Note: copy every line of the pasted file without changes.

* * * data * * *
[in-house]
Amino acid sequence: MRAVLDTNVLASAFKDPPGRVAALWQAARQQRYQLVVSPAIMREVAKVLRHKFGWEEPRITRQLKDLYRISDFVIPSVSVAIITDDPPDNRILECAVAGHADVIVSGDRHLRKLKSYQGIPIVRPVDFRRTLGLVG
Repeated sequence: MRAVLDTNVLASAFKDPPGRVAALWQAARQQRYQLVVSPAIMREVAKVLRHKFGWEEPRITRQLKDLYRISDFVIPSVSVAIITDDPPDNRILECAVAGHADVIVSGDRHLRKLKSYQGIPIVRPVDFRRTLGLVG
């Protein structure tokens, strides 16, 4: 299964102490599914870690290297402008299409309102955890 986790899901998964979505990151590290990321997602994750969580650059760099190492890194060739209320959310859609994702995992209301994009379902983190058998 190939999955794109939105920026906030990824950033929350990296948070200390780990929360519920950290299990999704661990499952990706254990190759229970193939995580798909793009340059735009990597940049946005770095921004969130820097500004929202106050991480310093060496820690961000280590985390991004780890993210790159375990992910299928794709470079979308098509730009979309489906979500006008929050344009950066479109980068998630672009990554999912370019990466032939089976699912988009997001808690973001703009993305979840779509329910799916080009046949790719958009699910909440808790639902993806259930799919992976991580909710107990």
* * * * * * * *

[in-house]
Amino acid sequence: MRAVLDTNVLASAFKDPPGRVAALWQAARQQRYQLVVSPAIMREVAKVLRHKFGWEEPRITRQLKDLYRISDFVIPSVSVAIITDDPPDNRILECAVAGHADVIVSGDRHLRKLKSYQGIPIVRPVDFRRTLGLVG
Repeated sequence: MRAVLDTNVLASAFKDPPGRVAALWQAARQQRYQLVVSPAIMREVAKVLRHKFGWEEPRITRQLKDLYRISDFVIPSVSVAIITDDPPDNRILECAVAGHADVIVSGDRHLRKLKSYQGIPIVRPVDFRRTLGLVG
């Protein structure tokens, strides 16, 4: 299964102490599914870690290297402008299409309102955890 986790899901998964979505990151590290990321997602994750969580650059760099190492890194060739209320959310859609994702995992209301994009379902983190058998 190939999955794109939105920026906030990824950033929350990296948070200390780990929360519920950290299990999704661990499952990706254990190759229970193939995580798909793009340059735009990597940049946005770095921004969130820097500004929202106050991480310093060496820690961000280590985390991004780890993210790159375990992910299928794709470079979308098509730009979309489906979500006008929050344009950066479109980068998630672009990554999912370019990466032939089976699912988009997001808690973001703009993305979840779509329910799916080009046949790719958009699910909440808790639902993806259930799919992976991580909710107990």